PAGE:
I have a question if you can help me. I am working on ZY3 satellite images to extract a DEM. I have depended on the RFM to solve and extract the DEM using the RPCs files attached with the images. My question is about the elevations in this extracted DEM, are these elevations ellipsoidal or they are orthometric?. According to what i know, the Rational Functional Model (RFM) constructs the relation between (Lat., Long., and ellipsoidal heights) and (samples and lines) based on the values of the RPCs. So, I believe that these elevations of the extracted DEM are ellipsoidal elevations but I need to make sure about that. By the way, I did not use any control points. I just used RPCs files and automatic tie points.
I just wanted to make sure about that as i have read some papers on the same topic and they said that the elevations are orthometric not ellipsoidal. So, i was thinking maybe the Imagine Photogrammetry depends on using a geoid model like EGM96 or EGM2008 to convert to orthometric heights after generating the elevations.
"i was thinking maybe the Imagine Photogrammetry depends on using a geoid model like EGM96 or EGM2008 to convert to orthometric heights after generating the elevations."
It can do it but you must separately tell that to system when creating the block and obviously you have not done that. So Imagine can work with orthometric heights directly in block and make the conversions you refer but then all reference information must be on that height system and also you must tell that in block projection settings. I also assume that you must then have some ground control as RPC's will probably never be orthometric and you must manually feed some orthometric height data via GCP's.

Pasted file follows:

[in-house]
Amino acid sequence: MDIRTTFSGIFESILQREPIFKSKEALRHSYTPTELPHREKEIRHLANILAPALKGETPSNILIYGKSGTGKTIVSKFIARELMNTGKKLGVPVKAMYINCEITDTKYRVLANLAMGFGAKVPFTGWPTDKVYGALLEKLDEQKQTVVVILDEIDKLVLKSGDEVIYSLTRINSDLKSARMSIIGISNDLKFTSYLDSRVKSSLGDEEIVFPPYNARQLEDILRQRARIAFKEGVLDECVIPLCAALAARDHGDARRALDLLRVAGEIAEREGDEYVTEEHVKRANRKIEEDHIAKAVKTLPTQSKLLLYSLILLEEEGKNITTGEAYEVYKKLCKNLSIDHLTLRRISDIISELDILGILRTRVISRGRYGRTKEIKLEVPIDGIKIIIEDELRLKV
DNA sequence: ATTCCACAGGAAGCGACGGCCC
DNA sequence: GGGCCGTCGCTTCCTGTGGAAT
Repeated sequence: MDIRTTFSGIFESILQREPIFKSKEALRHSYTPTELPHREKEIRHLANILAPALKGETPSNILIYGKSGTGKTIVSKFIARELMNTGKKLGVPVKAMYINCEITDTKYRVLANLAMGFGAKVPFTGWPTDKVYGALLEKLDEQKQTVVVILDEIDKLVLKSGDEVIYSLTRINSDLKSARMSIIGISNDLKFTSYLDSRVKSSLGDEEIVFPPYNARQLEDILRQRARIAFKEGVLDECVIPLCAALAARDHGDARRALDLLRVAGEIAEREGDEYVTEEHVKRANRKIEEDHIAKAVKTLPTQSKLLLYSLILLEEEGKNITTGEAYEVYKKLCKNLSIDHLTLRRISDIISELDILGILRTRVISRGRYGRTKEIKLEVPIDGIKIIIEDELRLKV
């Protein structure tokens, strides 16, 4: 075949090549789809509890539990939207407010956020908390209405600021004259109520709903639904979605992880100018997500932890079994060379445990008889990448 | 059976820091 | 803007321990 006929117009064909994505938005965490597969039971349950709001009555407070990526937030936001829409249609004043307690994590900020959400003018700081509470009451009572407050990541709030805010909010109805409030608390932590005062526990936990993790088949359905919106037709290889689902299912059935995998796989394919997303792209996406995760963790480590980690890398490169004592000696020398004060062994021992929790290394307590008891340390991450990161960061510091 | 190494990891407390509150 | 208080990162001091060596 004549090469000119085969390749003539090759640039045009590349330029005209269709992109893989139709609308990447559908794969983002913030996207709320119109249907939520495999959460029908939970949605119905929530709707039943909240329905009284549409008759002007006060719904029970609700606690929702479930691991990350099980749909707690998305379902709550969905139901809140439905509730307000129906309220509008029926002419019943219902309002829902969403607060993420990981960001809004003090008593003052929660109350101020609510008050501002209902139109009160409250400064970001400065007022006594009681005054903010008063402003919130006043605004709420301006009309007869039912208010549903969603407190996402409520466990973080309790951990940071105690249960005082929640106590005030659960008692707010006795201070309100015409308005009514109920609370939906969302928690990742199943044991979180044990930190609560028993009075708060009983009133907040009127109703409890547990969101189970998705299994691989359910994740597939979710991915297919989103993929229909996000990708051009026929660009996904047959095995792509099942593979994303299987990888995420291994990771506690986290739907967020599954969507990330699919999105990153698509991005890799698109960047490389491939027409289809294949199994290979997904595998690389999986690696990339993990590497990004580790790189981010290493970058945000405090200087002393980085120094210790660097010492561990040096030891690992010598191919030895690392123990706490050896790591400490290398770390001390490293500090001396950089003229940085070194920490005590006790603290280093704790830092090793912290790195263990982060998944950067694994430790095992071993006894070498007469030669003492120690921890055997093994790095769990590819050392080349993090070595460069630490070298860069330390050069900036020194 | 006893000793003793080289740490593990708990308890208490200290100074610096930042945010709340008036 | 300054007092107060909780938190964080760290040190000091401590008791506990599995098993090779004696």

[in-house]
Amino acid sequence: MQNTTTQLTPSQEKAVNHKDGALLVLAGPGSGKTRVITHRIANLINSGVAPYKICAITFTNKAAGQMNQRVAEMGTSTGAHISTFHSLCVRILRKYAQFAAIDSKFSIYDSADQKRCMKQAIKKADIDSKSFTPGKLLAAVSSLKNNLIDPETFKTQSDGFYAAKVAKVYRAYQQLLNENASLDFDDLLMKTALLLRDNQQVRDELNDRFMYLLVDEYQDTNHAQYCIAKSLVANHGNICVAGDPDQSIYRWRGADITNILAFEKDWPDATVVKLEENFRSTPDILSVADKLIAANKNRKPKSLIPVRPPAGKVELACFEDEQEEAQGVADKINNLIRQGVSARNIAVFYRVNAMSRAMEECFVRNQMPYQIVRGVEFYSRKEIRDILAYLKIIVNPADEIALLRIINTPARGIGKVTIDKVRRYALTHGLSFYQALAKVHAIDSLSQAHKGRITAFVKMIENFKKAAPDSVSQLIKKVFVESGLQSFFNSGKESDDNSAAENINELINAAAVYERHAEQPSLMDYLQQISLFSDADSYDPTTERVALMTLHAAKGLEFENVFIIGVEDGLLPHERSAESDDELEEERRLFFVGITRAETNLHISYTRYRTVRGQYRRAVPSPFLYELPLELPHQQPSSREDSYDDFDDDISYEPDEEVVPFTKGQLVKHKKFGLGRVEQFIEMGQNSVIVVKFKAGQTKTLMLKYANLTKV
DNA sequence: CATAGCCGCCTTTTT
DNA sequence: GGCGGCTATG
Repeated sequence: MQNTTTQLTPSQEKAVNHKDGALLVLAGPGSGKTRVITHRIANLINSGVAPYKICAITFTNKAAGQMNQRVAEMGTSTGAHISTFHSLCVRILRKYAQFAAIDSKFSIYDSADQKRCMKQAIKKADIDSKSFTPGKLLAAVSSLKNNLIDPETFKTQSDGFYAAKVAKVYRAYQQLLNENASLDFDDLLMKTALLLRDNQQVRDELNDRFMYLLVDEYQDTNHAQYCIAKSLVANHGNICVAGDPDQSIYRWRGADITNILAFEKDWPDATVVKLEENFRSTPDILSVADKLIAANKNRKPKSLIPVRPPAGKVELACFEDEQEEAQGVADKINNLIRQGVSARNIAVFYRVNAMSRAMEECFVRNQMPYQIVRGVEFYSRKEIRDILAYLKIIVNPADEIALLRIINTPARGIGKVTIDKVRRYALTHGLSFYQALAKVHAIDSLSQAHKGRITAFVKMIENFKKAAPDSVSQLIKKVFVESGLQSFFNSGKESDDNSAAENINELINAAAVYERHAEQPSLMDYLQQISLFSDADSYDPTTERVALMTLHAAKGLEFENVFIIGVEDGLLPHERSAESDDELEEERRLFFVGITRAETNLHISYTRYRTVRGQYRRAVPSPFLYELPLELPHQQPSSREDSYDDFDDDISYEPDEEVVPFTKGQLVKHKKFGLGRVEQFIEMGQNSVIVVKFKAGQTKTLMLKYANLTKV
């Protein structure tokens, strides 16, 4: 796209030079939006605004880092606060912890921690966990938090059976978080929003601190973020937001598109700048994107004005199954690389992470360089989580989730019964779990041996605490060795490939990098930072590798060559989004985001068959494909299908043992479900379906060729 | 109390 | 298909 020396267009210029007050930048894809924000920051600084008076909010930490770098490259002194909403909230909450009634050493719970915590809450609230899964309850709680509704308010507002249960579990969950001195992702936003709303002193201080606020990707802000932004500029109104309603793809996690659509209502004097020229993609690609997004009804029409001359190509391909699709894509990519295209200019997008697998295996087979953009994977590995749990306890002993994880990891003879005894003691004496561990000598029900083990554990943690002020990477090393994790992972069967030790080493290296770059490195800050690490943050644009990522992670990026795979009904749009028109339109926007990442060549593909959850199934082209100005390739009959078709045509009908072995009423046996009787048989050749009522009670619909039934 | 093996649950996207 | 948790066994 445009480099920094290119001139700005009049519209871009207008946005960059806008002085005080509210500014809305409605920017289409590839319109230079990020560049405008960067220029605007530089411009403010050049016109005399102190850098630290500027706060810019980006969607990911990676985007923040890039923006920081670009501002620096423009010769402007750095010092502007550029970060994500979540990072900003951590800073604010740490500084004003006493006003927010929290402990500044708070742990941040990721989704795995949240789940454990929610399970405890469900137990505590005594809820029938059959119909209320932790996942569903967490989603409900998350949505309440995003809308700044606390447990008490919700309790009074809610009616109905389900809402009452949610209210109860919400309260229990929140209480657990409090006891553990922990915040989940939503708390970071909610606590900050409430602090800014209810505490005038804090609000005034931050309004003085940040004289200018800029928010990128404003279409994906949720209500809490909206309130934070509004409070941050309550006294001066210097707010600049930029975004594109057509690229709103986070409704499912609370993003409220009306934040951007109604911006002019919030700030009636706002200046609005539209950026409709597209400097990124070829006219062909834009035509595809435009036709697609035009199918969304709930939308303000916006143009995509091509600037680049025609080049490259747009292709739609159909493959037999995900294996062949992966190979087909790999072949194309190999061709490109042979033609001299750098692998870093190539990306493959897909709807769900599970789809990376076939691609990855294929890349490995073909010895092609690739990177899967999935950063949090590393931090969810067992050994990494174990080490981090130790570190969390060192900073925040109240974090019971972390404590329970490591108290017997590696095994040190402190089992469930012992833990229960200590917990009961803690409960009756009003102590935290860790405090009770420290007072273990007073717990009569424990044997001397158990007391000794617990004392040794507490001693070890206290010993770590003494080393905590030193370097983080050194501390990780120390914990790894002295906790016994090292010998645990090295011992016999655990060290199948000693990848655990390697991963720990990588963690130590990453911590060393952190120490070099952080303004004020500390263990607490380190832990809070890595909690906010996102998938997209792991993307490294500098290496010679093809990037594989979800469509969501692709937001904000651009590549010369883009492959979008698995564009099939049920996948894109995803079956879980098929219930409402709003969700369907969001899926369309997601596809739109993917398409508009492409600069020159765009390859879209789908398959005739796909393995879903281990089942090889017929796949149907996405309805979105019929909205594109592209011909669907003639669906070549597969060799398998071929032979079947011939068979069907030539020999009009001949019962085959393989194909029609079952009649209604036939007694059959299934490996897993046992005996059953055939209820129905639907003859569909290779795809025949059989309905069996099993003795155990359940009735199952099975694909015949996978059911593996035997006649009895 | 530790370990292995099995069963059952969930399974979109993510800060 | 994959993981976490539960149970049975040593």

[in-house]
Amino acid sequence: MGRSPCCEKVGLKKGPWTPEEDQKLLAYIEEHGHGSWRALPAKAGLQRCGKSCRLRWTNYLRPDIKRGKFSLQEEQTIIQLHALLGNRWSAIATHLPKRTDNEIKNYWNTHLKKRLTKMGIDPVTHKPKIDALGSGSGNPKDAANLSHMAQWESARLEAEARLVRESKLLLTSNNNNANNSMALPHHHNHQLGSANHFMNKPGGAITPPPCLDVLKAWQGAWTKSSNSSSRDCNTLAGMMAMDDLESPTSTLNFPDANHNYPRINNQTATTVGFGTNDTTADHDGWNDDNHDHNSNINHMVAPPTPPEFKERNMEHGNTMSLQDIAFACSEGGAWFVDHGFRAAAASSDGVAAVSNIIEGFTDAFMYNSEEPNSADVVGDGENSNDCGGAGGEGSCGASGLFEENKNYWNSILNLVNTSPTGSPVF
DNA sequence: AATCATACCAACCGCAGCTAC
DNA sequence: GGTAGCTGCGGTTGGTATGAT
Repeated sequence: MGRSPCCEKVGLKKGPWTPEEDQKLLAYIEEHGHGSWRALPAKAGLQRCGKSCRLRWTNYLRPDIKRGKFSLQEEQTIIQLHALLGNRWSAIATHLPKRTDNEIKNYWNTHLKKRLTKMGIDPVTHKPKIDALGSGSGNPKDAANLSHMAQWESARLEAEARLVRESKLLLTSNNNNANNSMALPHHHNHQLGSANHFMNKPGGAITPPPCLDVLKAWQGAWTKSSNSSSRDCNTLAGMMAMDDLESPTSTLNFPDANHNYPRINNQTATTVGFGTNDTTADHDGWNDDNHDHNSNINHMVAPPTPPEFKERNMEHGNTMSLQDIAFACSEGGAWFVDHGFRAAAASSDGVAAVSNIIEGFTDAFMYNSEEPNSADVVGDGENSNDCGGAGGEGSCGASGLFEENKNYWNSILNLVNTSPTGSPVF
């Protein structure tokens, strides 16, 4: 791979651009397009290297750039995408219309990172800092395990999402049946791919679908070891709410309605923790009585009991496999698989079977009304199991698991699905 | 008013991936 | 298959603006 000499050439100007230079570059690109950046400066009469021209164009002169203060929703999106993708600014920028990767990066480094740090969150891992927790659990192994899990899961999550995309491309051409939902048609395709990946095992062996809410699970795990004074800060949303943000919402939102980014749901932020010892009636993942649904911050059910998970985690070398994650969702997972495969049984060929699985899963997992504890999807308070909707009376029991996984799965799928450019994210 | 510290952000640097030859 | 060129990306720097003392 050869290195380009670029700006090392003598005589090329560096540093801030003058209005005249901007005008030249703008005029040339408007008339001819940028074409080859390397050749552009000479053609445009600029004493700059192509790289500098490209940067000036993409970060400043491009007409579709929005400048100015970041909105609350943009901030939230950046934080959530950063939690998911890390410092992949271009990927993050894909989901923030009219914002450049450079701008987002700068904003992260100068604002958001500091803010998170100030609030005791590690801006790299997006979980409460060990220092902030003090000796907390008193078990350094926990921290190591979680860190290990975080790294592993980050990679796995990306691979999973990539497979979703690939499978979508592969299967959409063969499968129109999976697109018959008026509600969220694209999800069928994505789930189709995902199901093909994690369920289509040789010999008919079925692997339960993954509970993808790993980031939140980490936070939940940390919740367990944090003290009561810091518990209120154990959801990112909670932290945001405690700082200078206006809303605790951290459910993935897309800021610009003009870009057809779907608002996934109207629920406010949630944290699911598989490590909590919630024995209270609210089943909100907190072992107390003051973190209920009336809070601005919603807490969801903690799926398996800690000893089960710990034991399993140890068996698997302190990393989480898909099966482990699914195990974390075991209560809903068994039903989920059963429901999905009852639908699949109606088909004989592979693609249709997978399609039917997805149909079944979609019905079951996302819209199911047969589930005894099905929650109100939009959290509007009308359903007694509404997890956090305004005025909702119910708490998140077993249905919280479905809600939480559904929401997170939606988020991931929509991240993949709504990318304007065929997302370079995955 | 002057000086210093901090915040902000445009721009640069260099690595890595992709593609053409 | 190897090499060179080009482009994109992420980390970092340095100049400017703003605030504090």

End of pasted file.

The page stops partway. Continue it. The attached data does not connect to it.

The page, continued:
If your block is based on RPC and tiepoints it can not ever be orthometric
I totally agree with what you said and what SamMegenta said. I know that RFM will lead to ellipsoidal heights and also know that these RPCs are bias. Actually some papers confused me about that as they mentioned that they didn't use any GCPs and no geoid model and nevertheless they said that they obtained orthometric heights this made me confused.
There is so much confusion in the world related on height measurement that I am not suprised. The only thing we can be sure is that height of some place depends where the zero levels happened to be set. So height varies a lot in case by case and telling absolute truth about it is always very hard and easy to mess with. It is easy to say some building is higher than another in your visible neighbourhood but things gets much trickier if you compare mountain in North-America to some other montain in South-America. What is the absolute height of some mountain that is standing on ground of nearly ellipsoid formed but still very vague ball and basis of each mountain (continents) are floating over melted rock. It is suprising that concept of height is already working as well as it currently does.
Height is a tough question - that is only thing we can be sure at